The missile programme advances key Iranian objectives: deterring attacks against Iran, supporting military capabilities of regional proxies such as Hezbollah and the Houthis, strengthening national pride and regional influence, and providing the means for nuclear delivery should Iran decide to acquire nuclear weapons. Iran seeks to ward off adversaries such as Saudi Arabia, Israel and the United States by adopting a ‘deterrence by punishment’ approach. The Western sanctions imposed on Iran since 1979 have hampered Iran’s ability to maintain and upgrade its air force, thereby increasing its reliance on missiles for deterrence and defence. Iran’s experience during the Iran-Iraq war was that ballistic missiles could enable it to offset the military superiority of its adversary. Missiles have become a powerful political symbol for the Iranian regime, as well as a source of legitimacy and prestige, enabling it to assert greater regional influence.

Iran maintains that is unwilling to accept attempts to include its missiles in the nuclear negotiations on the grounds that its ballistic missile programme is  “non-nuclear” – it was developed for conventional and defensive purposes, a legacy of the traumatic experience of the war with Iraq in the 1980s. Moreover, some experts argue that the inclusion of Iran’s ballistic missile programme in the negotiations could present new difficulties. Thus, Iran could insist, for example, that Saudi Arabian missile programmes also be addressed.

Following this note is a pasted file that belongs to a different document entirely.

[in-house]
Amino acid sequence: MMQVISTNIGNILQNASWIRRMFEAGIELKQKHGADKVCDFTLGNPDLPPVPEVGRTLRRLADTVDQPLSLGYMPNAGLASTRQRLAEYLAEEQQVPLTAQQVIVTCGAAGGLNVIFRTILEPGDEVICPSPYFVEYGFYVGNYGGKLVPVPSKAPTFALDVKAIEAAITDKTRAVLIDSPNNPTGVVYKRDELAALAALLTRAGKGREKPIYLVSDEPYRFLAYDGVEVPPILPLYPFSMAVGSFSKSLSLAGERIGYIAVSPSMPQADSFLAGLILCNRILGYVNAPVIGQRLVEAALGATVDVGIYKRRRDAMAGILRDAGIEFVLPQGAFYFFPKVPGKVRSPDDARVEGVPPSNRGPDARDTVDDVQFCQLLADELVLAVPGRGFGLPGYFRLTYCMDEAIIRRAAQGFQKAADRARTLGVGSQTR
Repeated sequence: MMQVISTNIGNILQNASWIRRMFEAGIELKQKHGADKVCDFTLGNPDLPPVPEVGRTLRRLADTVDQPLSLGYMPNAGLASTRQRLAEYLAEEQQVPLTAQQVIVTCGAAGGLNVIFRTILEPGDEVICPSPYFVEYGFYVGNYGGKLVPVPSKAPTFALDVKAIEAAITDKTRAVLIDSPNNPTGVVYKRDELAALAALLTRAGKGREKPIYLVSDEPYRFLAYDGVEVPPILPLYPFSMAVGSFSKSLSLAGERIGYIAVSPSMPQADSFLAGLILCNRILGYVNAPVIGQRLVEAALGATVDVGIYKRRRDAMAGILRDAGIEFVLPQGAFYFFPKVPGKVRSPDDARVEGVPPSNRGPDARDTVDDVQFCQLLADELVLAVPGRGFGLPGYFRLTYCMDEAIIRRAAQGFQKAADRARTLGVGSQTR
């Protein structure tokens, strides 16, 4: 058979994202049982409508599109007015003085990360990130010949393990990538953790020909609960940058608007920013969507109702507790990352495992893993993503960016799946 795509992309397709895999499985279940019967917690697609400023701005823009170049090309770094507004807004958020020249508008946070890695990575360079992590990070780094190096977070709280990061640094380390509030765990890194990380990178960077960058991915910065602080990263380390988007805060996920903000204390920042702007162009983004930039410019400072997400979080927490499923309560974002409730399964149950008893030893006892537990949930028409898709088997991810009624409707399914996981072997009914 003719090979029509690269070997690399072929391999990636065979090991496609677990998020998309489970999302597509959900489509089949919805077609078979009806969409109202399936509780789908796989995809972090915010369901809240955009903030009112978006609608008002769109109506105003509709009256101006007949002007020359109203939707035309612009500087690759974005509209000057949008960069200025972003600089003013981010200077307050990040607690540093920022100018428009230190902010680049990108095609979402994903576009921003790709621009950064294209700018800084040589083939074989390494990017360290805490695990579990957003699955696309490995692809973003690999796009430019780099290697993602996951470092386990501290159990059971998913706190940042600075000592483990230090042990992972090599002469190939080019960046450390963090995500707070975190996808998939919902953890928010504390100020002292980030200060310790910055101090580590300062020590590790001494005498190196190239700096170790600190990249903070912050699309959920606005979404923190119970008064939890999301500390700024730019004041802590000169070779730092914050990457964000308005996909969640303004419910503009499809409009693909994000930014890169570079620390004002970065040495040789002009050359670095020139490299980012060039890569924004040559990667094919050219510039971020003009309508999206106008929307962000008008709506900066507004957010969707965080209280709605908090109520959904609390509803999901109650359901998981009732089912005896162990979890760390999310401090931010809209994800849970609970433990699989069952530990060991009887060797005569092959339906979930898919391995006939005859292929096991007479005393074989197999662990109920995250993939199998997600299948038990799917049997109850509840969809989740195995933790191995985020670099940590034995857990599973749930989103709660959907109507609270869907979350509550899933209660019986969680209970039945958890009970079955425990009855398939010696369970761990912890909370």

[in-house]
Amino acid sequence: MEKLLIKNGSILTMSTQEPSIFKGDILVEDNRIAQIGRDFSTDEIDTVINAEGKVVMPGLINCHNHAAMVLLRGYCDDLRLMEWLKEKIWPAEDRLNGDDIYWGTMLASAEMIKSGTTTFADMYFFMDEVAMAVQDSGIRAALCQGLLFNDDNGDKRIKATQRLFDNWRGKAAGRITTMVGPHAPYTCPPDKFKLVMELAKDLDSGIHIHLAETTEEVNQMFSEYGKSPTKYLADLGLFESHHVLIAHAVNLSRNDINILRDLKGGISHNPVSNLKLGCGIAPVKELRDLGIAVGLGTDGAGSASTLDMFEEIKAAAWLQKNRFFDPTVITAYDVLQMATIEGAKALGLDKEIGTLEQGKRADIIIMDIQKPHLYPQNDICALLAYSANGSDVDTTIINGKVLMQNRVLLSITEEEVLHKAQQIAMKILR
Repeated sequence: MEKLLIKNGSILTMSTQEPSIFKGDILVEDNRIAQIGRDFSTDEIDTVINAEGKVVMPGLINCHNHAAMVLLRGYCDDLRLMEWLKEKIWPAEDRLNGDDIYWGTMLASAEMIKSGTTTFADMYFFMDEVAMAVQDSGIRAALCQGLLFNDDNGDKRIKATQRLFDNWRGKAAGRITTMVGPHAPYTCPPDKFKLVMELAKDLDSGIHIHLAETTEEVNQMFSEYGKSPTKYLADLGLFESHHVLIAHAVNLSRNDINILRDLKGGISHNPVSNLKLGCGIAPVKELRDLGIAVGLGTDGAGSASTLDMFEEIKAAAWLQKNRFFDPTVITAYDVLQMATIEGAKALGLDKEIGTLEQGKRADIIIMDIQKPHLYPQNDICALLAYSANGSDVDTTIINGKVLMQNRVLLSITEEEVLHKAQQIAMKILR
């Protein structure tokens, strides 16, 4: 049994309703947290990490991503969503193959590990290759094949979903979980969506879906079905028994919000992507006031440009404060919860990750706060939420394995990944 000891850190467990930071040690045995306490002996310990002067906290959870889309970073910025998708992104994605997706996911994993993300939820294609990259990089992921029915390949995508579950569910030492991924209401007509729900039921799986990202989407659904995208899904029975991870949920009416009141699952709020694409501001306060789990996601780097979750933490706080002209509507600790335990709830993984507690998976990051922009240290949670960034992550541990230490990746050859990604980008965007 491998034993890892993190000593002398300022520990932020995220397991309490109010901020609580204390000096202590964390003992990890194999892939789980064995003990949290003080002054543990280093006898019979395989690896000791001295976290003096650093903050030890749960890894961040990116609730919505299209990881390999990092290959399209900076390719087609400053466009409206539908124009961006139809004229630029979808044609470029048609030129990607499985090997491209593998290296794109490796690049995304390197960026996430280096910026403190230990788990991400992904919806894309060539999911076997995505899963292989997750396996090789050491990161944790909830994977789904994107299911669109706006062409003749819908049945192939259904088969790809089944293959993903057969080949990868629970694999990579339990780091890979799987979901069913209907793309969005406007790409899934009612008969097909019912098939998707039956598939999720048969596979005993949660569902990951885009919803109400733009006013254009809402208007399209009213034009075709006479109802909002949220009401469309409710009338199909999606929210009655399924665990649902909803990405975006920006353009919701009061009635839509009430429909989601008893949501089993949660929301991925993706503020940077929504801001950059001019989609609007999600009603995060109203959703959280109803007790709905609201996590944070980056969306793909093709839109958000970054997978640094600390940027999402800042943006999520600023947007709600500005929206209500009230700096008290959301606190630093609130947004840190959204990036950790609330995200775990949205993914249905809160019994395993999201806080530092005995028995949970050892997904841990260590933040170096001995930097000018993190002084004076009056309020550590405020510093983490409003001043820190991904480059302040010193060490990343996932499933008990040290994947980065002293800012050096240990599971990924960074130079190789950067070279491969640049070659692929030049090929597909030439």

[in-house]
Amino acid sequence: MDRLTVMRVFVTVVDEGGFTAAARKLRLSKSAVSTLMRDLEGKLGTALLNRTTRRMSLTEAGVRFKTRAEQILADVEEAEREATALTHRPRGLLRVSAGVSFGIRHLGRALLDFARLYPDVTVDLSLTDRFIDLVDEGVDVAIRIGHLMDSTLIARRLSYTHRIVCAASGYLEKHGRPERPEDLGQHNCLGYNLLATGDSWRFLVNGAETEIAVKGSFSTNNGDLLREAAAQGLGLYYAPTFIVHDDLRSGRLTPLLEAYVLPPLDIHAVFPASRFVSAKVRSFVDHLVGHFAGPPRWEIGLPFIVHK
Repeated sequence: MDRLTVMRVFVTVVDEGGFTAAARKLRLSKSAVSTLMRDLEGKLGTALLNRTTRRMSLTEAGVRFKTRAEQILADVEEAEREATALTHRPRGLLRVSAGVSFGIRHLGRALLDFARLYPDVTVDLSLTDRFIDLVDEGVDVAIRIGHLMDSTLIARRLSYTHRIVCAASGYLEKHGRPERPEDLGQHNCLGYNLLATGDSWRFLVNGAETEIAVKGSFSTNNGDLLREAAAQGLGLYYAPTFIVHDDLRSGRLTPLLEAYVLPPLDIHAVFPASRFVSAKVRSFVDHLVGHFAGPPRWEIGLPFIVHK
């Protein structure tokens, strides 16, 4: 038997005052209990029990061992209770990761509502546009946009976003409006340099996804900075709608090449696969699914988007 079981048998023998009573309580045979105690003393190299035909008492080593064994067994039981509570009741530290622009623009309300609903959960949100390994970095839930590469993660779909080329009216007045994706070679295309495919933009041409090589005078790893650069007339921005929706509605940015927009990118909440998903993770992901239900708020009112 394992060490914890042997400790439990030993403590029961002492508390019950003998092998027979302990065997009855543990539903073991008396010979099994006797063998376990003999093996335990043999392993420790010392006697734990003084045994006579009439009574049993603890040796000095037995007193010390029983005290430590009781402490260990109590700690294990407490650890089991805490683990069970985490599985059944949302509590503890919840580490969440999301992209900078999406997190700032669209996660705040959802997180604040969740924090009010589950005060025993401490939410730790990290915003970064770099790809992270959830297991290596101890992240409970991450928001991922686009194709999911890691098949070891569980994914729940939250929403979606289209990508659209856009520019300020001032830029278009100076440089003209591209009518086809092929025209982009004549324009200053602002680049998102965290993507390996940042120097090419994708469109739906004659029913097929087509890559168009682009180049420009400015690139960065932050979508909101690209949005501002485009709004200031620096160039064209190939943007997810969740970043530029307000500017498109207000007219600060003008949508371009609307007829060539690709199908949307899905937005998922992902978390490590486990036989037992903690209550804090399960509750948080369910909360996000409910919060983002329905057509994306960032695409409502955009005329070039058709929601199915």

EUROPE’S RESPONSE TO THE MISSILE THREAT

European countries have opposed Iran’s missile-related support to its regional proxies, and encouraged negotiations aimed at placing restraints on Iran’s missile capabilities and exports. A number of European countries, including Britain, France, Germany and the Czech Republic have shown a growing understanding for the need to impose restrictions on Iran’s missile programme, out of an awareness that it poses risks for a number of Middle East allies and by extension to Europe as well.

The Czech Republic has been particularly vocal in its condemnation of Iran’s missile testing activities. The Czech Republic is one of Israel’s strongest allies within the EU and its support for Israel has been a consistent element in its foreign policy over recent years, reflected most recently in the visit of Foreign Minister Jakub Kulhánek to Israel as a gesture of solidarity during the armed conflict with Hamas. On 10 May 2018, the then Czech Foreign Minister, Martin Stropnicky, stated that the Czech Republic shared the concerns of Israel and the United States regarding the Iranian missile programme. Following the statement of the EU High Representative for Foreign Affairs, Federica Mogherini, regarding the decision of the Trump administration to withdraw from the JCPOA in May 2018, Stropnicky remarked: ‘What I find completely lacking in Ms. Mogherini’s statement is any mention of Iran’s ballistic missile program, missiles which,  as you know, can reach targets 500 to 12,000 kilometres away’.